The scandal behind the Egyptian MP who ‘normalized with Israel’
Out of a total of 596 members of Egypt’s House of Representatives, 408 voted to revoke the membership of MP Tawfik Okasha
Out of a total of 596 members of Egypt’s House of Representatives, 408 voted to revoke the membership of MP Tawfik Okasha after he invited Israel’s ambassador to Cairo, Haim Koren, to his house last week. The committee formed to investigate the incident issued a report accusing Okasha of violating parliamentary rules by taking a unilateral decision to meet the ambassador of a foreign country.
The report focused on Okasha’s announcement that he and Koren discussed strategic issues such Ethiopia’s Grand Renaissance Dam. “We know that sovereign state authorities are heavily involved in conducting negotiations on this issue," said the report. "Egypt’s position in these negotiations could be negatively affected by Okasha discussing such a sensitive issue with a foreign ambassador."
The report added that the Foreign Ministry is the only entity officially authorized to meet and negotiate with members of diplomatic missions in Egypt. While Okasha’s expulsion was concordant with the general disposition of an Egyptian public that does not support normalization with Israel, a debate about whether he has committed an offense seemed inevitable.
Despite the overwhelming majority that voted to strip him of his membership, several MPs objected. Emad Gad, also an analyst at Al-Ahram Center for Political and Strategic Studies, said Okasha broke no law when he received the Israeli ambassador at his house.
“The Israeli ambassador is in Egypt based on a peace treaty between Egypt and Israel, and he presented his diplomatic credentials to the Egyptian president, so there is nothing illegal about the meeting,” he said, adding that general hostility toward normalization with Israel is a different matter.
“Egypt is supposed to be a state of law, so only the law can determine whether an action is right or wrong.” Gad objected to claims that Okasha embarrassed parliament when he met Koren: “It was after all a personal, not official meeting.”
MP Samir Ghattas objected to the constitutional basis upon which Okasha was expelled. His “expulsion was based on Article 110 of the constitution, which is too broad, and its use now sets an alarming precedent,” he said. According to Article 110, an MP “can be expelled if he/she loses the confidence and esteem of fellow parliamentarians, ceased to meet any of his/her parliamentary obligations, or violated the duties of office.”
Ghattas said this step tarnished the image of parliament, which “expelled Okasha for political and not legal reasons, and he was not even given a chance to defend himself.” Ghattas added that this gave Israel and Western powers a perfect opportunity to say Egypt’s parliament is against peace.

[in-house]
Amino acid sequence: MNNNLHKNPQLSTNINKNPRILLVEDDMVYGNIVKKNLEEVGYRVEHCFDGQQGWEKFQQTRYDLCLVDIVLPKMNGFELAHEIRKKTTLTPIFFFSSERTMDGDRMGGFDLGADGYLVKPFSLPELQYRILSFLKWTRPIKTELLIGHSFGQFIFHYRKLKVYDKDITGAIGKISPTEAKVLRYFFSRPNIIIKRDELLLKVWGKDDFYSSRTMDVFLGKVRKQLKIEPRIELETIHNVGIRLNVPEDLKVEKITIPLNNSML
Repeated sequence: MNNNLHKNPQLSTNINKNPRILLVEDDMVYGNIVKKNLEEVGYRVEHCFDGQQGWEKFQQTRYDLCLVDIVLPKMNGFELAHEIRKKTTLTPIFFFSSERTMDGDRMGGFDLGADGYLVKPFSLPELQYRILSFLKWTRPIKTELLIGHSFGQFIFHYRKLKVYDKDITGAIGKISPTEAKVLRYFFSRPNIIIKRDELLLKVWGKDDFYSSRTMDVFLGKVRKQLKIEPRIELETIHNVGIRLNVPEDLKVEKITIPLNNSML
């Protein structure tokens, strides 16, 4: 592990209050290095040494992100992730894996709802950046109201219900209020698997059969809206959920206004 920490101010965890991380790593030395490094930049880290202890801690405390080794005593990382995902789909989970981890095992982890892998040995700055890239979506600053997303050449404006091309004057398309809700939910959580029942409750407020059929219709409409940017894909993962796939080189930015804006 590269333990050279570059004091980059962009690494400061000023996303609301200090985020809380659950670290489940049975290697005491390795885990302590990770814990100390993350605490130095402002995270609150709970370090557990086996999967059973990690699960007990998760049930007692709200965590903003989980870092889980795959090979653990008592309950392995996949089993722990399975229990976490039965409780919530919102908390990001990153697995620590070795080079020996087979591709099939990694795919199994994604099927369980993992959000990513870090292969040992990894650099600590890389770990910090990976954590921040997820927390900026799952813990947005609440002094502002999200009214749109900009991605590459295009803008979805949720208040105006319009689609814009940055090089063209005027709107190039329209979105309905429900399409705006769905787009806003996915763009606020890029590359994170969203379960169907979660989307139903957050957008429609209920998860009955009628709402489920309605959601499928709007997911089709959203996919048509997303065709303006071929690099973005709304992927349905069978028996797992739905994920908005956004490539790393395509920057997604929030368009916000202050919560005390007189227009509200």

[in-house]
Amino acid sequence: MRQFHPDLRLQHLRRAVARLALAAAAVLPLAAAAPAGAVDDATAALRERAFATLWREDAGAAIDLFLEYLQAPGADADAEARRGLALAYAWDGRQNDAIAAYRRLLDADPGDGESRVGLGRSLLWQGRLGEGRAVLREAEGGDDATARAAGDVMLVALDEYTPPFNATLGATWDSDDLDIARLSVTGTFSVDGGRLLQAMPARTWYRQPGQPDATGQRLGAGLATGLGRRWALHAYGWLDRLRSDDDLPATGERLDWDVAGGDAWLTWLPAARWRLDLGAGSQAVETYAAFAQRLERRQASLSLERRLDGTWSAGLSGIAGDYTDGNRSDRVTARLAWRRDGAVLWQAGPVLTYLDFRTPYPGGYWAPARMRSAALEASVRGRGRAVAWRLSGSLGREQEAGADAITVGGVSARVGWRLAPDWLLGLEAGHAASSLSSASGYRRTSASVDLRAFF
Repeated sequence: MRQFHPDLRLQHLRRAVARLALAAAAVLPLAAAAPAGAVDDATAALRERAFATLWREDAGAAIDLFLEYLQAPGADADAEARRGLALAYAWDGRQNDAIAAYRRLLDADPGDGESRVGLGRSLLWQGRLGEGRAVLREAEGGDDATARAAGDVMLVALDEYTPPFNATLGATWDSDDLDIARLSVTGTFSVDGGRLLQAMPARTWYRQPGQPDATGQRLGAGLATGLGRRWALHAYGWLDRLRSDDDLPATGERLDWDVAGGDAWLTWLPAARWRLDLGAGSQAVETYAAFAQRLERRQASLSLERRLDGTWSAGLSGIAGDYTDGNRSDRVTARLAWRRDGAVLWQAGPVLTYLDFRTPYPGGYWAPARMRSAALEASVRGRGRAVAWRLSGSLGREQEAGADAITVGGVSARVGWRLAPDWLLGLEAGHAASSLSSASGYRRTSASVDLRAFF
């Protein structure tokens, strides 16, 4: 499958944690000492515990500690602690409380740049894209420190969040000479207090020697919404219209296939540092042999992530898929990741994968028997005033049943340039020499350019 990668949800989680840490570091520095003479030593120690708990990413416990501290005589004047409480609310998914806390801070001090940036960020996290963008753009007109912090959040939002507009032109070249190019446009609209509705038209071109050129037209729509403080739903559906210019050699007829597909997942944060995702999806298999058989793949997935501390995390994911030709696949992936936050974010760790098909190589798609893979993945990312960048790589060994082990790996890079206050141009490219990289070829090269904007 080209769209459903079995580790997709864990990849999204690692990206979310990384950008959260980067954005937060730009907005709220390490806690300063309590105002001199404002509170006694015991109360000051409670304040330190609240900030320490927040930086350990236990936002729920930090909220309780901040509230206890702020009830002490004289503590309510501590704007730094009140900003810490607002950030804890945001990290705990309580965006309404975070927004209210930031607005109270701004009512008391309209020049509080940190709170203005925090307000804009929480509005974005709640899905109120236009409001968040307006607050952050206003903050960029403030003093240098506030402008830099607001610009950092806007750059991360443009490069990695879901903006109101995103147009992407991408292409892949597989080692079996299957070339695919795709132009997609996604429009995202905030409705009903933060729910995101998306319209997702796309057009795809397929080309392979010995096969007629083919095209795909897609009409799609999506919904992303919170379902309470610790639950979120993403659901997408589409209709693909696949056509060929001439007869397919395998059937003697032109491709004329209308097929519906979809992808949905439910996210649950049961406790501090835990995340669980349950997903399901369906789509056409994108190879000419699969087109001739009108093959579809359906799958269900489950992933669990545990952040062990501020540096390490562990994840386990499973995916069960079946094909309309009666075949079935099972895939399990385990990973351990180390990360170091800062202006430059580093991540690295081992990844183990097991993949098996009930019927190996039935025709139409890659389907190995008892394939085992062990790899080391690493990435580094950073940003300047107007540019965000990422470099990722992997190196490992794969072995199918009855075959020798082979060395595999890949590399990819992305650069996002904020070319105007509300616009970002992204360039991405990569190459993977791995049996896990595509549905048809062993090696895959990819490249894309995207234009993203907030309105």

MPs who voted for Okasha’s expulsion saw in his invitation to the Israeli ambassador a form of treason. “Okasha has disgraced Egypt and the parliament, and betrayed all Egyptian martyrs killed by Israeli forces,” said MP Moustafa Bakri. “How can he possibly face members of his constituency who trusted him? How can he speak on their behalf after what he did? Expelling him is the duty of every honorable Egyptian.”
MP Khaled Youssef, a prominent filmmaker, said Okasha disrespected the 40-year-old popular stance against normalization with Israel. “Okasha is, in fact, the first MP since the 1979 peace treaty to meet an Israeli official, not even during [President Hosni] Mubarak’s era when Egypt was totally subordinate to the United States and Israel,” he said. “This shows how abnormal his action is.” Youssef said parliament represents the people, and the people reject normalization.
MP Ahmed Argawi said it was impossible to consider the meeting between Okasha and Koren a personal matter: “The ambassador accepted the invitation extended to him by an MP, not an average citizen. This means he knew the significance of meeting with someone who represents the Egyptian people.”
MP Kamal Ahmed went as far as smacking Okasha with his shoe, saying: “This is the entire nation’s response to what he did.”
Constitutional expert Nour Farahat scoffed at claims that Okasha’s dinner with the ambassador was a step toward normalization. “I am asking the MPs who rallied against Okasha if they can revise the peace treaty with Israel, which demilitarized most of Sinai and stripped Egypt of full sovereignty over the peninsula,” he wrote. “I am also wondering if MPs are aware of the dozens of commercial, agricultural, and industrial agreements Egypt has with Israel. Can they revise those as well?”
Tarel al-Awadi, lawyer and director of the Center for the Support of the Rule of Law, said Okasha’s case might be a good opportunity to reopen the normalization file. “Thanks to Okasha, Egyptians are now reviving their support for the Palestinian cause, which they seem to have sidelined for a long time, especially in light of increasing domestic problems,” he said.
Journalist Abdallah al-Sinnawi said Okasha’s stance on Israel was not new: “Okasha made no secret of his good relations with Israel, and he said before that he visited Israel three times and that he has many friends in Tel Aviv. So why is he being punished for it now?”
Journalist Ashraf Shaaban asked the same question, wondering why Okasha was punished for a stance that is no different to that of Egypt’s government. “On the same day Okasha met with the Israeli ambassador, the new Egyptian ambassador to Tel Aviv, the first in three years, presented his credentials to the Israeli president,” Shaaban said, adding that this was seen by analysts as an improvement in bilateral relations.
“Meanwhile, the Israeli ambassador to Cairo had made earlier statements that cooperation between the two countries does not stop at security issues, and will be extended to other fields, and he specifically mentioned relations with Egyptian businessmen.”